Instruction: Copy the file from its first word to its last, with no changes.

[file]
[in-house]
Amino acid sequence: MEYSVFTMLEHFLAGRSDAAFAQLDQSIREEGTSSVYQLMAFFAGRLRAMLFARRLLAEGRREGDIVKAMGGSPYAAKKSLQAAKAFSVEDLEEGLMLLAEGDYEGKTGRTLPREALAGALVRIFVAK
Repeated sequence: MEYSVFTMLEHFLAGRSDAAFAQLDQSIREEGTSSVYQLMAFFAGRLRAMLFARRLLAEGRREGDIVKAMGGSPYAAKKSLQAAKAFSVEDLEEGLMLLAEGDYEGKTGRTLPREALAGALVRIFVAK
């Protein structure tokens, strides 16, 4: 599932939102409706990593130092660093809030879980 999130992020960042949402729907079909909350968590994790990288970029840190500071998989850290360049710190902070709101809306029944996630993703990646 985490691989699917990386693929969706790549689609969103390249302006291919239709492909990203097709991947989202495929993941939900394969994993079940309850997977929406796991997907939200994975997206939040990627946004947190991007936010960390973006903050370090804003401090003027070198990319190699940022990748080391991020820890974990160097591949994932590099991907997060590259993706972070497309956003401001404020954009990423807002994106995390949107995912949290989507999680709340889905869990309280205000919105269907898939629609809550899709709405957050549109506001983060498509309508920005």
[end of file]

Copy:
[in-house]
Amino acid sequence: MEYSVFTMLEHFLAGRSDAAFAQLDQSIREEGTSSVYQLMAFFAGRLRAMLFARRLLAEGRREGDIVKAMGGSPYAAKKSLQAAKAFSVEDLEEGLMLLAEGDYEGKTGRTLPREALAGALVRIFVAK
Repeated sequence: MEYSVFTMLEHFLAGRSDAAFAQLDQSIREEGTSSVYQLMAFFAGRLRAMLFARRLLAEGRREGDIVKAMGGSPYAAKKSLQAAKAFSVEDLEEGLMLLAEGDYEGKTGRTLPREALAGALVRIFVAK
């Protein structure tokens, strides 16, 4: 599932939102409706990593130092660093809030879980 999130992020960042949402729907079909909350968590994790990288970029840190500071998989850290360049710190902070709101809306029944996630993703990646 985490691989699917990386693929969706790549689609969103390249302006291919239709492909990203097709991947989202495929993941939900394969994993079940309850997977929406796991997907939200994975997206939040990627946004947190991007936010960390973006903050370090804003401090003027070198990319190699940022990748080391991020820890974990160097591949994932590099991907997060590259993706972070497309956003401001404020954009990423807002994106995390949107995912949290989507999680709340889905869990309280205000919105269907898939629609809550899709709405957050549109506001983060498509309508920005």